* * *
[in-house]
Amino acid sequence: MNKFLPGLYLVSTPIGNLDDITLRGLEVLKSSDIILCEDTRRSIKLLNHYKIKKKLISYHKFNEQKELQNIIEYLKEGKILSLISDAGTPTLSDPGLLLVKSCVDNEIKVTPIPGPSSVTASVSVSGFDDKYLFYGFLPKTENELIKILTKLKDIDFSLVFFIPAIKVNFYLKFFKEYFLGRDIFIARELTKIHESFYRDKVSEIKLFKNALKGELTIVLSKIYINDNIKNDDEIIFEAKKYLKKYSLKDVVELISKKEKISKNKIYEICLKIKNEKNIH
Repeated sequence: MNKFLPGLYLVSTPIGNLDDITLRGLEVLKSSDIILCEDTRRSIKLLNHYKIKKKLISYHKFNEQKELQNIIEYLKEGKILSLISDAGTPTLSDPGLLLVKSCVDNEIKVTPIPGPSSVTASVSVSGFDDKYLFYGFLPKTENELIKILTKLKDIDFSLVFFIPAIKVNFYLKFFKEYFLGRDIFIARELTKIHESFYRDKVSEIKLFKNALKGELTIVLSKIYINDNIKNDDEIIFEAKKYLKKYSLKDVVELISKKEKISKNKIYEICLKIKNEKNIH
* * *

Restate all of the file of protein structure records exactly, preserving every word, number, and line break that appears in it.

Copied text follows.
[in-house]
Amino acid sequence: MNKFLPGLYLVSTPIGNLDDITLRGLEVLKSSDIILCEDTRRSIKLLNHYKIKKKLISYHKFNEQKELQNIIEYLKEGKILSLISDAGTPTLSDPGLLLVKSCVDNEIKVTPIPGPSSVTASVSVSGFDDKYLFYGFLPKTENELIKILTKLKDIDFSLVFFIPAIKVNFYLKFFKEYFLGRDIFIARELTKIHESFYRDKVSEIKLFKNALKGELTIVLSKIYINDNIKNDDEIIFEAKKYLKKYSLKDVVELISKKEKISKNKIYEICLKIKNEKNIH
Repeated sequence: MNKFLPGLYLVSTPIGNLDDITLRGLEVLKSSDIILCEDTRRSIKLLNHYKIKKKLISYHKFNEQKELQNIIEYLKEGKILSLISDAGTPTLSDPGLLLVKSCVDNEIKVTPIPGPSSVTASVSVSGFDDKYLFYGFLPKTENELIKILTKLKDIDFSLVFFIPAIKVNFYLKFFKEYFLGRDIFIARELTKIHESFYRDKVSEIKLFKNALKGELTIVLSKIYINDNIKNDDEIIFEAKKYLKKYSLKDVVELISKKEKISKNKIYEICLKIKNEKNIH